# Symmetric Equation of Line in 3D converts to 2 Planes or 2 Lines?

• Ocata

## Homework Statement

Hi,

An equation of the form Ax + By + C = 0 is a standard equation of a line in 2D.

An equation of the form Ax + By + Cz + D = 0 is an equation of a plane.

Is it possible to:

Describe a plane in space, written in standard form, such that one variable is missing from the equation?
For instance, if z = 0, then Ax + By + Cz + D = 0 becomes Ax+By+D=0.

If z = 0, then the equation of the plane can no longer describe a plane, but instead only describe a line, correct?

Reason for the question is because when a vector equation of a line described by two points, say (1,2,3) and (5,7,10), a vector equation in symmetric form can be written as such:

$$\frac{x-1}{4}= \frac{y-2}{5} = \frac{z-3}{7}$$

which simplifies to two equations which seem to describe two lines instead of two planes:

$\frac{x-1}{4}= \frac{y-2}{5} = \frac{z-3}{7}$

$\frac{x-1}{4} =\frac{y-2}{5}$ and $\frac{y-2}{5}= \frac{z-3}{7}$

$-5 \big(x-1)+4 \big(y-2) = 0$ and $7 \big(y-2) -5 \big(z-3) =0$

$-5x + 4y - 3 = 0$ and $7y-5z+1 = 0$

As can be seen, these are two equations of two variables. I understand this to describe two lines. One line in the xy plane and another line in the yz plane. It doesn't make sense to me that two lines intersect to make a new line. So how is it that these two seemingly linear equations are actually two equations of planes? Is it possible that I just don't understand the equation of a plane well enough?

## Homework Equations

$-5x + 4y - 3 = 0$ and $7y-5z+1 = 0$

## The Attempt at a Solution

Guess #1: would be that these two equations are in fact linear equations, represent 2 lines instead of 2 planes, and I am calculating wrong to arrive a such equations.

Guess #2: would be that these two equations are actually equations of planes and due to 3 variables being utilized across 2 equations (even if each equation only contains 2 variables) some how represents two planes.

Ocata said:

## Homework Statement

Hi,

An equation of the form Ax + By + C = 0 is a standard equation of a line in 2D.

An equation of the form Ax + By + Cz + D = 0 is an equation of a plane.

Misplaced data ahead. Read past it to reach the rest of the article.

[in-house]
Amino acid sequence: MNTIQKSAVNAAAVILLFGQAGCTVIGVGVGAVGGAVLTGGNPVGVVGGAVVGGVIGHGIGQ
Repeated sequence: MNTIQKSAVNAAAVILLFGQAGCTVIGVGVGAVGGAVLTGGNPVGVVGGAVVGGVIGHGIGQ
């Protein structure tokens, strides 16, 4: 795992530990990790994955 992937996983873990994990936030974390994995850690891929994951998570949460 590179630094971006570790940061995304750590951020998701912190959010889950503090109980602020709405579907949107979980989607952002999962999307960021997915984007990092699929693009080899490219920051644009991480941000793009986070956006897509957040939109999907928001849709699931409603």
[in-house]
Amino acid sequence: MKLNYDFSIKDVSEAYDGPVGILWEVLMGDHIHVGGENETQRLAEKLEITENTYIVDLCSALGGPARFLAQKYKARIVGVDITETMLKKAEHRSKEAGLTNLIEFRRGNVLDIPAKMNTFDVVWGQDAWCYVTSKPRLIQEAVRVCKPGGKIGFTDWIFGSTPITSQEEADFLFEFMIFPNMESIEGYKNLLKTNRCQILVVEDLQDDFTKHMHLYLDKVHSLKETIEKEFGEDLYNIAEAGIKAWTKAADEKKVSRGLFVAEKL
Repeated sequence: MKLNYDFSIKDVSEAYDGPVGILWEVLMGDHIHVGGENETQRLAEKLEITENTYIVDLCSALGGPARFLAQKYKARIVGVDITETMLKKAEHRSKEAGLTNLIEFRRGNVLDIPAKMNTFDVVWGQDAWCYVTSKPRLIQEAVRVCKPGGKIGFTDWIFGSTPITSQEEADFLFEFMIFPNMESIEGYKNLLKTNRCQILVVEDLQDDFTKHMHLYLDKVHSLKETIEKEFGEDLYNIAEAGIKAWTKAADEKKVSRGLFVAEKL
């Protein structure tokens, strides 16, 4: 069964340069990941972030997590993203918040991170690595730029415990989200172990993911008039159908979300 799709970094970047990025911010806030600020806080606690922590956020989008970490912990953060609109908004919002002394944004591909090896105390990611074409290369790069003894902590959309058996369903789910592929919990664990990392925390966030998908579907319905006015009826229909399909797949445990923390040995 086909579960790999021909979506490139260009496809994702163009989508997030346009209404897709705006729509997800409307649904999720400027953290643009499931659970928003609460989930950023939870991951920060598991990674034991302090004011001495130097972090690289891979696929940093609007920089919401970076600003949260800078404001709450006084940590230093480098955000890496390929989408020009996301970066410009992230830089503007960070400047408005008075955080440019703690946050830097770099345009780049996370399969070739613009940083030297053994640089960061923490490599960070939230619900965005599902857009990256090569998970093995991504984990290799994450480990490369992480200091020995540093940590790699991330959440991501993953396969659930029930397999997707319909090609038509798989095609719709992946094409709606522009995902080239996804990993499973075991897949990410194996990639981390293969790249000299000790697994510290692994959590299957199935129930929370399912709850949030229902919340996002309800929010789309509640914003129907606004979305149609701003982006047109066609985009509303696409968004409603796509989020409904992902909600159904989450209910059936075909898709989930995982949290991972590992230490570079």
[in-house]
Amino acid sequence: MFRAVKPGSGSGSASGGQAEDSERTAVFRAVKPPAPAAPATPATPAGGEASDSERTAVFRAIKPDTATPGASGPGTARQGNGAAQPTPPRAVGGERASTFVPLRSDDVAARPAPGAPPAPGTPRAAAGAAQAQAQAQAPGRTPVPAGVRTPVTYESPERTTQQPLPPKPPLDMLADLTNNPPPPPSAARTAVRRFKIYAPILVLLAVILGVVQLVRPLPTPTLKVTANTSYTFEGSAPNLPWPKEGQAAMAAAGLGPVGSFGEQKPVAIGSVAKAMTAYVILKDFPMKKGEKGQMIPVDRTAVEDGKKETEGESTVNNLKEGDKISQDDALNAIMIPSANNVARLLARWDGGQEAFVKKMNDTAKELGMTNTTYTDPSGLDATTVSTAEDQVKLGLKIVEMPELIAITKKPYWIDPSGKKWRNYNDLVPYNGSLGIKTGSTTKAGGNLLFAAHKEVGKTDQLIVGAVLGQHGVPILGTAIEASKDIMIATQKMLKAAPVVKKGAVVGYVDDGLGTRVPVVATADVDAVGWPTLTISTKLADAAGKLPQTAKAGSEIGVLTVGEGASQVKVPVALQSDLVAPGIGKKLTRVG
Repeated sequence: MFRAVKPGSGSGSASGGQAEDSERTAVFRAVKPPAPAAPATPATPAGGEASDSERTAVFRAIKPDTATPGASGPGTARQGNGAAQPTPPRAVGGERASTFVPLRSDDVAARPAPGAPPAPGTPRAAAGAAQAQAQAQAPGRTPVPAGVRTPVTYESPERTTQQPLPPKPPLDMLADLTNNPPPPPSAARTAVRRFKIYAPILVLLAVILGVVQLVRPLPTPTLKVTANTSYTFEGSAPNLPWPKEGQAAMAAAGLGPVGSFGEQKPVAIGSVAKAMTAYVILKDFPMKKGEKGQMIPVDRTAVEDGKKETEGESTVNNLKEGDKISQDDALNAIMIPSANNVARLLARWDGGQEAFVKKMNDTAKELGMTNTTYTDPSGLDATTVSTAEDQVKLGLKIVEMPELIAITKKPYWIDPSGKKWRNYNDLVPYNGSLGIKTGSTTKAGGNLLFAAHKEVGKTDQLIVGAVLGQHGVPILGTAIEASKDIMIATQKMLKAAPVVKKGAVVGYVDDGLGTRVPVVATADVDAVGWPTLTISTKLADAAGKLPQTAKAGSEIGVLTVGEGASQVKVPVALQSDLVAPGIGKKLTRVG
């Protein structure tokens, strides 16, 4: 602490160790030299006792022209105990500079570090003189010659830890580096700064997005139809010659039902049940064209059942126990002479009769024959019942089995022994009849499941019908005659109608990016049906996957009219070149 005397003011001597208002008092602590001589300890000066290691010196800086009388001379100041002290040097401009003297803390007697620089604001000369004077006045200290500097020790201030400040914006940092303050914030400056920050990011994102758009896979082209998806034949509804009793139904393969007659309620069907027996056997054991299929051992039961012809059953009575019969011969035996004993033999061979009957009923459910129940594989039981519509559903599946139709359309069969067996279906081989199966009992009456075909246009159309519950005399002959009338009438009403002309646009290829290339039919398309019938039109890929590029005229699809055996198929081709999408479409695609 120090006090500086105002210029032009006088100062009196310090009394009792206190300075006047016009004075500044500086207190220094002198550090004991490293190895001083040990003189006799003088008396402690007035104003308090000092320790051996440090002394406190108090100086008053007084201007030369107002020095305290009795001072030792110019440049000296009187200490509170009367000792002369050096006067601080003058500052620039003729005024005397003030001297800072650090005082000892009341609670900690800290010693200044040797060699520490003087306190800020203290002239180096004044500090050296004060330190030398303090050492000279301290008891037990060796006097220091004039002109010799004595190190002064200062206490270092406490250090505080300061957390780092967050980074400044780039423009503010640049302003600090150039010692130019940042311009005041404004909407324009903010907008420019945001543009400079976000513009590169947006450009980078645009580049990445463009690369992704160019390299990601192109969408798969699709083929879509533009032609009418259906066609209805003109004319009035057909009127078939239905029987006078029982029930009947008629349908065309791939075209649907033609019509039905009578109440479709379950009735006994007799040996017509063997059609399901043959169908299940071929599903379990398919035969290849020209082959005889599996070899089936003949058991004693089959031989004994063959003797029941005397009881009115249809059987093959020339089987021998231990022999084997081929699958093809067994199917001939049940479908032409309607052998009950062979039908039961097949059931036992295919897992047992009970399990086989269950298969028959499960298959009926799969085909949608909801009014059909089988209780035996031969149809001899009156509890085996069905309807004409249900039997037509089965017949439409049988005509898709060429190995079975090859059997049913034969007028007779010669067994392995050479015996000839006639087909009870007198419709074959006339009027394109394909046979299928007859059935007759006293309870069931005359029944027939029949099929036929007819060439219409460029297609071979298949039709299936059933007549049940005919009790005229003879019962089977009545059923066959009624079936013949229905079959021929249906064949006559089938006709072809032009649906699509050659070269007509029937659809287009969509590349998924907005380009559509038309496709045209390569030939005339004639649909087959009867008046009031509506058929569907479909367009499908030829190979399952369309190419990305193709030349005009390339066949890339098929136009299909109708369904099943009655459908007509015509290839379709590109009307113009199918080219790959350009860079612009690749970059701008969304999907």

Is it possible to:

Describe a plane in space, written in standard form, such that one variable is missing from the equation?
For instance, if z = 0, then Ax + By + Cz + D = 0 becomes Ax+By+D=0.

If z = 0, then the equation of the plane can no longer describe a plane, but instead only describe a line, correct?

No. If a variable is missing, that just means the plane is parallel to the axis of the missing variable.

Reason for the question is because when a vector equation of a line described by two points, say (1,2,3) and (5,7,10), a vector equation in symmetric form can be written as such:

$$\frac{x-1}{4}= \frac{y-2}{5} = \frac{z-3}{7}$$

which simplifies to two equations which seem to describe two lines instead of two planes:

$\frac{x-1}{4}= \frac{y-2}{5} = \frac{z-3}{7}$

$\frac{x-1}{4} =\frac{y-2}{5}$ and $\frac{y-2}{5}= \frac{z-3}{7}$

$-5 \big(x-1)+4 \big(y-2) = 0$ and $7 \big(y-2) -5 \big(z-3) =0$

$-5x + 4y - 3 = 0$ and $7y-5z+1 = 0$

As can be seen, these are two equations of two variables. I understand this to describe two lines. One line in the xy plane and another line in the yz plane. It doesn't make sense to me that two lines intersect to make a new line. So how is it that these two seemingly linear equations are actually two equations of planes? Is it possible that I just don't understand the equation of a plane well enough?
Yes, it is possible you need to study it a bit more. When you take any pair of the symmetric equalities they represent two planes and a point (x,y,z) is on both only if it is on their line of intersection. So the pair of equations, which are themselves representing planes, together represent their line of intersection.